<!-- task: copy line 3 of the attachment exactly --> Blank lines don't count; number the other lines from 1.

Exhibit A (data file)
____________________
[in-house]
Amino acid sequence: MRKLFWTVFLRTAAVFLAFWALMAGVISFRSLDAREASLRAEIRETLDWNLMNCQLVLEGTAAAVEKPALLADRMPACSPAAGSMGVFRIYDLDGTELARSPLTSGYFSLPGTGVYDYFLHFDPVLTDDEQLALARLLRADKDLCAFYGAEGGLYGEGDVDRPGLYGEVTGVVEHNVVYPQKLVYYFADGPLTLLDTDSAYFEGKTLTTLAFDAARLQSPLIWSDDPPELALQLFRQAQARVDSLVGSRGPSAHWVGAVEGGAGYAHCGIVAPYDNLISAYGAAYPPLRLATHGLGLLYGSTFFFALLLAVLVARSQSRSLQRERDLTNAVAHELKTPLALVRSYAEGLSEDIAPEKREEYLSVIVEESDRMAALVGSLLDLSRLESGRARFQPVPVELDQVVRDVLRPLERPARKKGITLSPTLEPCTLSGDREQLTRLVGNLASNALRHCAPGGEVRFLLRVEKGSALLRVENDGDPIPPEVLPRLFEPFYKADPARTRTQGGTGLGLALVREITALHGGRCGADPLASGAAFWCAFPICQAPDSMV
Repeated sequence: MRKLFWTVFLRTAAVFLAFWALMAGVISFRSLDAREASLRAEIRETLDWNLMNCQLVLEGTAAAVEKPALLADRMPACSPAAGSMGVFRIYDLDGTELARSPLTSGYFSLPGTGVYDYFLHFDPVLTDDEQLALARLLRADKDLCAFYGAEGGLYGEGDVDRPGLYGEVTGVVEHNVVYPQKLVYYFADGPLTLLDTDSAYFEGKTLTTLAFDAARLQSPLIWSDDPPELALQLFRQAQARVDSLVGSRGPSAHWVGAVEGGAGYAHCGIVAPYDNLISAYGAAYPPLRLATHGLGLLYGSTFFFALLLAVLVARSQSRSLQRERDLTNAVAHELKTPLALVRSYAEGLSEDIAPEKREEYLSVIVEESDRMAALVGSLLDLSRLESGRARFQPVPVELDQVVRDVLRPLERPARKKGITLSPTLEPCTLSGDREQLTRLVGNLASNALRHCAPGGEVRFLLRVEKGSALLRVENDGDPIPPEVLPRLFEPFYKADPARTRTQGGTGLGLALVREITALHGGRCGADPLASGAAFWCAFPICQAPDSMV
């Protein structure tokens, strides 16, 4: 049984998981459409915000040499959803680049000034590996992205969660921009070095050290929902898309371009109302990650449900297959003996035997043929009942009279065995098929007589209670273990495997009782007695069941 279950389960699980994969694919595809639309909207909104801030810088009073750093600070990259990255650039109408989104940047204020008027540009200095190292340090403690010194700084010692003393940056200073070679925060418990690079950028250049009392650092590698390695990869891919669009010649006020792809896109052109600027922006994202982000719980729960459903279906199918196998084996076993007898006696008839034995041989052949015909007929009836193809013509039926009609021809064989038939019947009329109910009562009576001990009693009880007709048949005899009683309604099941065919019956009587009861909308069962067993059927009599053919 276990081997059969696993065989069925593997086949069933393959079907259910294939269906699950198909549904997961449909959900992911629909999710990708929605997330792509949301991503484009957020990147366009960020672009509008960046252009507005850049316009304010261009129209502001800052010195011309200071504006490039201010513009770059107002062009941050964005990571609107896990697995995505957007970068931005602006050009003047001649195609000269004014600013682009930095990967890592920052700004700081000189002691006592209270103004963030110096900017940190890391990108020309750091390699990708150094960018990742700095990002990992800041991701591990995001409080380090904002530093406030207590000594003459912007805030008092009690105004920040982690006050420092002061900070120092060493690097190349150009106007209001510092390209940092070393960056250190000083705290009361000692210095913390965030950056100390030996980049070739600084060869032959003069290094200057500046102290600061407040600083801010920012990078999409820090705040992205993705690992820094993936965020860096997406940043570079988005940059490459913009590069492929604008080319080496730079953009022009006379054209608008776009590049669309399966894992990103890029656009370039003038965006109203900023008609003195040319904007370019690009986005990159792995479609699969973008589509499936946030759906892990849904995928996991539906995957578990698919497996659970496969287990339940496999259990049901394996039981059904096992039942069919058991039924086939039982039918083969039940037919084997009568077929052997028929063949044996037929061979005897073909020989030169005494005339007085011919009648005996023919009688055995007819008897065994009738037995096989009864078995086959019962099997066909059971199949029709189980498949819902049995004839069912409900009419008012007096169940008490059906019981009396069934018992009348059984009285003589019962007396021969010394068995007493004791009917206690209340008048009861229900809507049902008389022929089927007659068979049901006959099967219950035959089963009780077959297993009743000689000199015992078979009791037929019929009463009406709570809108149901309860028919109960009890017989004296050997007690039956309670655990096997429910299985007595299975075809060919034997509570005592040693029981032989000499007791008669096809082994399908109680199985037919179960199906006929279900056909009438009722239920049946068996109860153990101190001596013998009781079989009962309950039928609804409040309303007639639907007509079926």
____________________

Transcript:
Repeated sequence: MRKLFWTVFLRTAAVFLAFWALMAGVISFRSLDAREASLRAEIRETLDWNLMNCQLVLEGTAAAVEKPALLADRMPACSPAAGSMGVFRIYDLDGTELARSPLTSGYFSLPGTGVYDYFLHFDPVLTDDEQLALARLLRADKDLCAFYGAEGGLYGEGDVDRPGLYGEVTGVVEHNVVYPQKLVYYFADGPLTLLDTDSAYFEGKTLTTLAFDAARLQSPLIWSDDPPELALQLFRQAQARVDSLVGSRGPSAHWVGAVEGGAGYAHCGIVAPYDNLISAYGAAYPPLRLATHGLGLLYGSTFFFALLLAVLVARSQSRSLQRERDLTNAVAHELKTPLALVRSYAEGLSEDIAPEKREEYLSVIVEESDRMAALVGSLLDLSRLESGRARFQPVPVELDQVVRDVLRPLERPARKKGITLSPTLEPCTLSGDREQLTRLVGNLASNALRHCAPGGEVRFLLRVEKGSALLRVENDGDPIPPEVLPRLFEPFYKADPARTRTQGGTGLGLALVREITALHGGRCGADPLASGAAFWCAFPICQAPDSMV